'It's a sea change of attitude in granting us access, and it's a bold step, and I think they're serious about it,' said Robin Sproul, the Washington bureau chief for ABC News. 'It should show the public a view of war that they haven't really seen before.'

But are we ready for such coverage? Psychologist Simon Hammersley believes the average television viewer can make the distinction between fact and fiction without a second thought.

However, he is concerned at the increasingly graphic depiction of certain issues and stories in the media and the long-term impact this could have on viewers. …

The rest of this article is only available to active members of Questia

Sign up now for a free, 1-day trial and receive full access to:

  • Questia's entire collection
  • Automatic bibliography creation
  • More helpful research tools like notes, citations, and highlights
  • Ad-free environment

Already a member? Log in now.

Notes for this article

Add a new note
If you are trying to select text to create highlights or citations, remember that you must now click or tap on the first word, and then click or tap on the last word.
One moment ...
Default project is now your active project.
Project items

Items saved from this article

This article has been saved
Highlights (0)
Some of your highlights are legacy items.

Highlights saved before July 30, 2012 will not be displayed on their respective source pages.

You can easily re-create the highlights by opening the book page or article, selecting the text, and clicking “Highlight.”

Citations (0)
Some of your citations are legacy items.

Any citation created before July 30, 2012 will labeled as a “Cited page.” New citations will be saved as cited passages, pages or articles.

We also added the ability to view new citations from your projects or the book or article where you created them.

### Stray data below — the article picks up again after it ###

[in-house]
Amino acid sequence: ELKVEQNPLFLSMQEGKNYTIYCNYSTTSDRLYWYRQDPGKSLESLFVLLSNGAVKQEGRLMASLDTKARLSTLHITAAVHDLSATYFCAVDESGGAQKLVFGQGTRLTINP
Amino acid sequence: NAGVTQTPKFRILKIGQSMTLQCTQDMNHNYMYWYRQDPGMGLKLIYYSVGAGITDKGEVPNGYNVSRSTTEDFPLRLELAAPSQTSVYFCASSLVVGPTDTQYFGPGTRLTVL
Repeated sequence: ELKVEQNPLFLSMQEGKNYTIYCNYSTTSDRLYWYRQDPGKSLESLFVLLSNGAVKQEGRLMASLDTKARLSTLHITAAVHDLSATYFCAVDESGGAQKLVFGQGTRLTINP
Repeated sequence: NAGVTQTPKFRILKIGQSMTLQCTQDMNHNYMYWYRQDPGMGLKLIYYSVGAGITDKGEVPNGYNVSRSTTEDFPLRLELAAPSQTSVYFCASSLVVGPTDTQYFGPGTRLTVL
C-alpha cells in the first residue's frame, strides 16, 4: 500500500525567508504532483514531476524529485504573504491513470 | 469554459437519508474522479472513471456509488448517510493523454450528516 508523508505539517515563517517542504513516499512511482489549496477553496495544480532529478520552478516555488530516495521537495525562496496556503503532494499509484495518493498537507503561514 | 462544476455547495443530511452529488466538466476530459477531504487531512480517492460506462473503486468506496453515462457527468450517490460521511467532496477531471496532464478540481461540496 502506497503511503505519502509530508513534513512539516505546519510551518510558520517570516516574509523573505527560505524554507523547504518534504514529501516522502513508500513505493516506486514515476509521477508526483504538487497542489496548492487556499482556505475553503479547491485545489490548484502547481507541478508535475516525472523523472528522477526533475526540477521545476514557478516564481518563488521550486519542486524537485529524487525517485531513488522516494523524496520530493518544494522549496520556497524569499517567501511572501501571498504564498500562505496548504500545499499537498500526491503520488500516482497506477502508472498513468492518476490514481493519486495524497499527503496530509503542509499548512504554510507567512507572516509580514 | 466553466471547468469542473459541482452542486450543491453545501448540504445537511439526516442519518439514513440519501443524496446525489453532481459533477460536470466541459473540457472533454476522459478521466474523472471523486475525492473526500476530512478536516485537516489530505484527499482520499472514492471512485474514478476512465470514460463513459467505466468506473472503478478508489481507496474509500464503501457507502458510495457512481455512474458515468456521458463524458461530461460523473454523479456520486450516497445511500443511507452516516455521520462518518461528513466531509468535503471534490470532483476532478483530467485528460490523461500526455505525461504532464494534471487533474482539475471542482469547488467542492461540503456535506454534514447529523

Notes (0)
Bookmarks (0)

You have no saved items from this article

Project items include:
  • Saved book/article
  • Highlights
  • Quotes/citations
  • Notes
  • Bookmarks
Notes
Cite this article

Cited article

Style
Citations are available only to our active members.
Sign up now to cite pages or passages in MLA, APA and Chicago citation styles.

(Einhorn, 1992, p. 25)

(Einhorn 25)

1

1. Lois J. Einhorn, Abraham Lincoln, the Orator: Penetrating the Lincoln Legend (Westport, CT: Greenwood Press, 1992), 25, http://www.questia.com/read/27419298.

Cited article

Perspective: Are We Ready for More?; It Started with Vietnam, Got More Intensive in the Falklands and Reached New Heights in the Gulf. Now Any Conflict with Iraq Could See the Media Occupying Front-Line Positions Alongside Elite Troops. Paul Groves and Steve Gorman Ask If We Are Ready for Such Coverage
Settings

Settings

Typeface
Text size Smaller Larger Reset View mode
Search within

Search within this article

Look up

Look up a word

  • Dictionary
  • Thesaurus
Please submit a word or phrase above.
Print this page

Print this page

Why can't I print more than one page at a time?

Full screen

matching results for page

Cited passage

Style
Citations are available only to our active members.
Sign up now to cite pages or passages in MLA, APA and Chicago citation styles.

"Portraying himself as an honest, ordinary person helped Lincoln identify with his audiences." (Einhorn, 1992, p. 25).

"Portraying himself as an honest, ordinary person helped Lincoln identify with his audiences." (Einhorn 25)

"Portraying himself as an honest, ordinary person helped Lincoln identify with his audiences."1

1. Lois J. Einhorn, Abraham Lincoln, the Orator: Penetrating the Lincoln Legend (Westport, CT: Greenwood Press, 1992), 25, http://www.questia.com/read/27419298.

Cited passage

Thanks for trying Questia!

Please continue trying out our research tools, but please note, full functionality is available only to our active members.

Your work will be lost once you leave this Web page.

For full access in an ad-free environment, sign up now for a FREE, 1-day trial.

Already a member? Log in now.